This pooled analysis included seven studies which evaluated the ORR of patients with NSCLC treated with anti PD1/PD-L1 MoAbs who received prior chemotherapy regimens stratified according to the tumor PD-L1 expression status (IHC, cut-off point 1%). The results of this work have shown that tumor PD-L1 positivity (PD-L1 tumor cell staining ≥1%) is associated with significantly higher ORR, suggesting a potential role of tumor PD-L1 over-expression as predictive biomarker for clinical setting. After the recent approval of Nivolumab by FDA for the second-line treatment of squamous NSCLC, searching for predictive biomarkers has become an urgent issue for clinical research. A validated biomarker would allow to select those patients who could benefit more from immune-therapies, sparing the others from ineffective high-cost treatments, as well as futile immune-related toxicities. In this scenario, tumor PD-L1 expression represents the predictive biomarker most evaluated in clinical studies. Although the majority of such studies suggested a significant association between tumor PD-L1 expression and anti-PD-1/PD-L1 MoAbs activity [20, 24, 27], the two largest phase III randomized CheckMate 017 and 057 trials have shown opposite results. Indeed the CheckMate 017 study of Nivolumab in squamous NSCLC did not report any difference in terms of efficacy according to the tumor PD-L1 expression status [23], whereas the CheckMate 057 has recently shown that ORR nearly tripled and median OS nearly doubled with Nivolumab vs Docetaxel in pre-treated patients with PD-L1 positive non-squamous NSCLC [24]. Such data suggested that PD-L1 has a predictive value limited to the adenocarcinoma, likely influencing also the results of our analysis. An individual patients data analysis by histology would be useful to determine if the predictive role of PD-L1 expression in NSCLC is histology-driven, but unfortunately we didn’t have such informations. Another major issue emerging from the studies regards the heterogeneity of the IHC cut-offs, ranging from >1% to >50%, used to define the PD-L1 positivity in tumor specimens. Indeed PD-L1 has shown to be predictive of Nivolumab activity at different cut offs of 1%, 5% and 10% [24], while in the more recent KEYNOTE-001 trial of pembrolizumab in advanced NSCLC, patients’ survival significantly differed between patients with PD-L1 expression >50% in comparison with patients with a PD-L1 <50% [20]. The multitude of the detection methods by different PD-L1 IHC MoAbs used in the included studies, has further complicated the interpretation of the biomarker data analysis as well as their clinical applicability. The International Association for the Study of Lung Cancer (IASLC) Pathology Committee is currently working on this field in order to standardize and validate a reproducible IHC test for PD-L1 assessment [31]. According to the CheckMate 057 results [24], our work also demonstrated that tumor PD-L1 expression at the lowest IHC cut-off of 1%, significantly correlated with anti-PD-1/PD-L1 MoAbs activity in pre-treated NSCLC patients, confirming its potential role as predictive biomarker for clinical use. The non-significant trend observed for anti-PD-L1 MoAbs is likely due to the lower number of patients included in the subgroup analysis. Similarly to other studies our work also demonstrated that more than 10% of PD-L1 negative patients received also benefit by anti PD-1/ PD-L1 therapies, suggesting that tumor PD-L1 expression could not be able to predict the overall immunotherapy benefit in NSCLC [32, 33]. Of course, the ORR (WHO, RECIST) may not be considered as the best endpoint to assess the predictive value of tumor PD-L1 expression. Differently from oncogene drivers, such as EGFR and EML4-ALK, which are associated with high response rates to targeted therapies (1-4), the predictive power of tumor PD-L1 expression should be evaluated on the basis of long-term survival outcomes associated with these treatments. To date most of such outcomes are still immature, although preliminary OS for some of the anti-PD1/PD-L1 inhibitors seems to be associated with tumor PD-L1 status [20, 24]. A retrospective analysis presented at the last WCLC has shown that patients with NSCLC who achieved a best response (CR or PR) in the single arm study (CA209063) of Nivolumab had the longest survival, suggesting the ORR as a reliable surrogate endpoint of OS in patients receiving immunotherapy [34]. In addition patients whose best response was SD or PD according to RECIST and continued Nivolumab beyond PD had longer survival compared to patients with no treatment beyond PD [34]. Such findings suggested that traditional response criteria may not be able to fully capture the immune-therapy activity. Because of the retrospective nature of this analysis, such results should be interpreted cautiously and need to be confirmed by prospective studies. The immune-related response criteria (ir-RC) have shown to be more appropriate to capture the novel response patterns observed with immunotherapeutic agents and should be included in clinical trials investigating immunotherapies. Indeed according to the ir-RC the appearance of new lesions doesn’t necessarily identify a PD, because responses may occur also after a long time and/or a conventional “RECIST” PD [35]. Another limitation of our analysis is represented by the heterogeneity of the selected studies, including four phase I-II single arm studies [20, 21, 26, 30] and three randomized phase II-III clinical trials [23, 24, 27], which investigated different anti-PD1/PD-L1 MoAbs. However, all these MoAbs act on the same immune-modulating pathway, but especially the same study population. Indeed only studies reporting data dedicated to pre-treated NSCLC patients were included, in order to enhance the precision and the accuracy of the results. Finally the high PD-L1 expression heterogeneity in the tumor microenvironment could further reduce the potential role applicability of such predictive biomarker for clinical setting [36]. Indeed PD-L1 expression seems to be a dynamic biomarker, subjected to both space (primary vs metastatic lesions) and time (interval between biopsy and subsequent treatments)-dependent variability [37]. A biopsy sample is just a snapshot of the tumor not reflecting the overall tumor microenvironment. A recent study has shown a low intra-patient heterogeneity and temporal changes in PD-L1 expression using paired synchronous and metachronous tumor specimens of 39 NSCLC patients treated at Memorial Sloan Kettering Cancer Center [38] supporting the reliability of such biomarker for clinical use. In addition to such technical issue, some biological aspects related to the PD-L1 expression need to be also pointed out. Recent evidences suggested two different pathways modulating the PD-L1 expression on the tumor cell surface: the “inflammation-driven”, INF-gamma-mediated, PD-L1 expression, which is localized at sites of inflammation and is usually associated with a baseline tumor T-cell infiltration; and the “oncogene-driven”, PD-L1 expression, which is constitutive, not increased by the inflammation process and associated with neither an immune response nor a T-cell tumor infiltration [39, 40]. Since several studies showed a significant correlation between a baseline T-cell infiltration in the tumor microenvironment and the clinical responses to immune-checkpoint inhibitors [41-43], it may be hypothesized that the first group of tumors, with an inflamed tumor microenvironment, will benefit more from anti-PD-1/PD-L1 directed therapies, compared to those with an oncogene-driven PD-L1 expression status, in absence of T-cell infiltration in the tumor microenvironment. The search for predictive biomarkers needs to be implemented by the identification of other pathological or genomic determinants of response to these therapies. Some studies have recently demonstrated that tumor infiltrating immune cell IHC PD-L1 expression predict responses to Atezolizumab stronger than tumor PD-L1 expression [44], and that combining both tumor-infiltrating lymphocytes and IHC PD-L1 expression status, allow to identify four different subgroup of tumor microenvironment, which could benefit from different treatment strategies, including combination therapies [45]. Another work has shown that an elevated non-synonymous mutation burden, including DNA repair mutations, a molecular smoking signature, and a high neo-antigen load, are strongly associated with clinical activity of Pembrolizumab in NSCLC patients [46]. Some correlations between tumor mutation burden and PD-L1 expression have been also found, even if it needs to be better explored in larger prospective studies.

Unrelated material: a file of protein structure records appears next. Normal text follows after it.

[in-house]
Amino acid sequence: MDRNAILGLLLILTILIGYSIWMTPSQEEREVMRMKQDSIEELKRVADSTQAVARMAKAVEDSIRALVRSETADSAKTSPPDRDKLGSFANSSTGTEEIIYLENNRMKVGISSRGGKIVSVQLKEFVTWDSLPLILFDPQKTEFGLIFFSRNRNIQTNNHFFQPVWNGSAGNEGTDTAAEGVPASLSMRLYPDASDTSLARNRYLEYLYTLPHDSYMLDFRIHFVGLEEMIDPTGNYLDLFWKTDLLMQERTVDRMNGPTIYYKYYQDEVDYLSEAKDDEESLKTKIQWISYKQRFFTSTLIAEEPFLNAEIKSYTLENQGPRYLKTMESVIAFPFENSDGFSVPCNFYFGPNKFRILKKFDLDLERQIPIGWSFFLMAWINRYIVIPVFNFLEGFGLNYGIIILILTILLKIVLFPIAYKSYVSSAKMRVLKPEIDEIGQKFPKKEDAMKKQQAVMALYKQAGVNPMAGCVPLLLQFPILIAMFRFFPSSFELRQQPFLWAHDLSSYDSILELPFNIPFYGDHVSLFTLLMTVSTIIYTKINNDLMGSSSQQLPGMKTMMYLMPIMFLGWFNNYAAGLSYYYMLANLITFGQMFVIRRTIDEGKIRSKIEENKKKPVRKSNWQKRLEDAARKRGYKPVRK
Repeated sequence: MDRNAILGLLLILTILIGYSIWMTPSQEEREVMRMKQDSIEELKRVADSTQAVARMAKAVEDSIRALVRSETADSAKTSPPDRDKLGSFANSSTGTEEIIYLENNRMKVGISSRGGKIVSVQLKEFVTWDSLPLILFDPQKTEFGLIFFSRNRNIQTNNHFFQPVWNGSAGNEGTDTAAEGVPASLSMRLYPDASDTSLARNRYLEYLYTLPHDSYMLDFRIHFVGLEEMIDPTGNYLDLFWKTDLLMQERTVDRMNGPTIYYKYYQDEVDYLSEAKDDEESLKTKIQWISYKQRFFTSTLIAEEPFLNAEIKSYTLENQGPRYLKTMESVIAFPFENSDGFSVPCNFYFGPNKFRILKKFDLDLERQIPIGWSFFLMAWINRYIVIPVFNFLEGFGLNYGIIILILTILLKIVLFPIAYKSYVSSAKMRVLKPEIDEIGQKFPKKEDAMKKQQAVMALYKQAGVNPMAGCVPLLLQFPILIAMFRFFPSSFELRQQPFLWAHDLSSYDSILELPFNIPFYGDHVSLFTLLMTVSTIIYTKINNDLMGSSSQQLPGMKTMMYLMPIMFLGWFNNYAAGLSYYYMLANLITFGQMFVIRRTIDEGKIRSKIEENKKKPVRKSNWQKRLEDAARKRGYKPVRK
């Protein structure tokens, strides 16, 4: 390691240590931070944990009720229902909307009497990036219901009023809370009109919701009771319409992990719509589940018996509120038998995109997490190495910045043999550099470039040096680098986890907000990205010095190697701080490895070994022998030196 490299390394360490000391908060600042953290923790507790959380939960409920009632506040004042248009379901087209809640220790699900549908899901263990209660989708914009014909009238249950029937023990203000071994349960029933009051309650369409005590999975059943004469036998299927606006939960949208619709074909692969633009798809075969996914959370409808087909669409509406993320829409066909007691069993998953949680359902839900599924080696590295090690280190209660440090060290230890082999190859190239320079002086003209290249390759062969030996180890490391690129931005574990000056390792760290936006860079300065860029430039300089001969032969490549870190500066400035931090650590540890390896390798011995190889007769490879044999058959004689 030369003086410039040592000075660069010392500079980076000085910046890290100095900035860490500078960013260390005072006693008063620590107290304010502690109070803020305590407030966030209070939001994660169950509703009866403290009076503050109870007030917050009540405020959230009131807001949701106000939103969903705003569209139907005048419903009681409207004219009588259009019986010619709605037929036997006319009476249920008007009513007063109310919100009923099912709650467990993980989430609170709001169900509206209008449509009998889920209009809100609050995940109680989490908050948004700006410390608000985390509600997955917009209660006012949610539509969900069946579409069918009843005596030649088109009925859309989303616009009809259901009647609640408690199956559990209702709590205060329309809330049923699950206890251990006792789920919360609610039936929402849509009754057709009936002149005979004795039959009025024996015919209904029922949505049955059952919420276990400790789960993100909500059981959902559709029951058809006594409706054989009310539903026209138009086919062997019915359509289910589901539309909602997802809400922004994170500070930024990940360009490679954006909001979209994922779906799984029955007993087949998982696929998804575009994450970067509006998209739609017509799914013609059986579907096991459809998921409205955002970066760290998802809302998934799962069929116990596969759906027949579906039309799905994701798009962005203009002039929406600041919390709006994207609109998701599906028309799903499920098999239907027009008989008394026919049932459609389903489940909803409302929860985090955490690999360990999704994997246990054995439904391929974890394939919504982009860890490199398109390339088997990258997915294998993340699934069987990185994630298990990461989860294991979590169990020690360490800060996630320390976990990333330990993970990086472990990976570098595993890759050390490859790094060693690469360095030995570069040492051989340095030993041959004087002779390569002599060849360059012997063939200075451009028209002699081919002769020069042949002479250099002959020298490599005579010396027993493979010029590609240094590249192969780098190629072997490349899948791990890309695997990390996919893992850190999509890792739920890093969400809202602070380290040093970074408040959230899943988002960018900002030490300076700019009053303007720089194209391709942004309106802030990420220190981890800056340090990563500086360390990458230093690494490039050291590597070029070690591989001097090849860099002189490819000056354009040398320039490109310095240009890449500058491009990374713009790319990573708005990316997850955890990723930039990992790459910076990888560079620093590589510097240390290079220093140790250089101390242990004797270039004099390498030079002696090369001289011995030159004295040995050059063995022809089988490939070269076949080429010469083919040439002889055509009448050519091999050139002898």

Despite several limitations our pooled-analysis shows that tumor PD-L1 expression, IHC cut-off >1%, is associated with significantly higher ORRs to anti PD-1/PD-L1 MoAbs, in pre-treated NSCLC patients. These data suggest that PD-L1 at the lowest expression level, though still limited by varied testing approaches and definitions of positivity, has a potential role as predictive biomarker for clinical setting. Probably, as suggested by recent studies, a combination of tumor PD-L1 expression with other “immune-biomarkers” will enhance our ability to identify not only the best candidate to receive immune-therapies, but also the mechanisms of immune-evasion at a single patient level, and ultimately personalize the immune-treatments and combination strategies.